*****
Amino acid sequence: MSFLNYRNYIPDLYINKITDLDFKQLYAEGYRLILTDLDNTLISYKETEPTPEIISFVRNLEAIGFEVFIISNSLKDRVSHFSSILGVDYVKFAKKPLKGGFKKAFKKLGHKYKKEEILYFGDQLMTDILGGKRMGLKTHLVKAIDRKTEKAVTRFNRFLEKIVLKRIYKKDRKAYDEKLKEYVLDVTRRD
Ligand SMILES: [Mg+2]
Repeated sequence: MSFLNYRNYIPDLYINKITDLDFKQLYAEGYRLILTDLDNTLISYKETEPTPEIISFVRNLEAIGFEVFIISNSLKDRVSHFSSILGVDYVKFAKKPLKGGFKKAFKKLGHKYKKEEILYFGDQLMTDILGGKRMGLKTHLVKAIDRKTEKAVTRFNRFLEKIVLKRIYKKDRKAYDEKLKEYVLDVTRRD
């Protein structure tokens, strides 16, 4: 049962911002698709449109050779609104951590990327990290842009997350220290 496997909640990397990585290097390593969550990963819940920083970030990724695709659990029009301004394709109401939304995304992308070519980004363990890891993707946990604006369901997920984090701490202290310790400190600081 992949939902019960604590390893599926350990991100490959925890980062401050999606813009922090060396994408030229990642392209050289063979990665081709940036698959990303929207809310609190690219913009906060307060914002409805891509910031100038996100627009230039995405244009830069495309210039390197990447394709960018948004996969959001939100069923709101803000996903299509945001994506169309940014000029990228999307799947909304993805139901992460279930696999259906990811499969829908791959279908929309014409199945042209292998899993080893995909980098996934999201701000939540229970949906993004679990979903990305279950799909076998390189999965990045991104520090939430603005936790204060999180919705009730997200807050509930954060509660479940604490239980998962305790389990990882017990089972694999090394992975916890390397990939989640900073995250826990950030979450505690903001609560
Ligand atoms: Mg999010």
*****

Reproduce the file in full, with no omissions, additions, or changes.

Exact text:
Amino acid sequence: MSFLNYRNYIPDLYINKITDLDFKQLYAEGYRLILTDLDNTLISYKETEPTPEIISFVRNLEAIGFEVFIISNSLKDRVSHFSSILGVDYVKFAKKPLKGGFKKAFKKLGHKYKKEEILYFGDQLMTDILGGKRMGLKTHLVKAIDRKTEKAVTRFNRFLEKIVLKRIYKKDRKAYDEKLKEYVLDVTRRD
Ligand SMILES: [Mg+2]
Repeated sequence: MSFLNYRNYIPDLYINKITDLDFKQLYAEGYRLILTDLDNTLISYKETEPTPEIISFVRNLEAIGFEVFIISNSLKDRVSHFSSILGVDYVKFAKKPLKGGFKKAFKKLGHKYKKEEILYFGDQLMTDILGGKRMGLKTHLVKAIDRKTEKAVTRFNRFLEKIVLKRIYKKDRKAYDEKLKEYVLDVTRRD
């Protein structure tokens, strides 16, 4: 049962911002698709449109050779609104951590990327990290842009997350220290 496997909640990397990585290097390593969550990963819940920083970030990724695709659990029009301004394709109401939304995304992308070519980004363990890891993707946990604006369901997920984090701490202290310790400190600081 992949939902019960604590390893599926350990991100490959925890980062401050999606813009922090060396994408030229990642392209050289063979990665081709940036698959990303929207809310609190690219913009906060307060914002409805891509910031100038996100627009230039995405244009830069495309210039390197990447394709960018948004996969959001939100069923709101803000996903299509945001994506169309940014000029990228999307799947909304993805139901992460279930696999259906990811499969829908791959279908929309014409199945042209292998899993080893995909980098996934999201701000939540229970949906993004679990979903990305279950799909076998390189999965990045991104520090939430603005936790204060999180919705009730997200807050509930954060509660479940604490239980998962305790389990990882017990089972694999090394992975916890390397990939989640900073995250826990950030979450505690903001609560
Ligand atoms: Mg999010």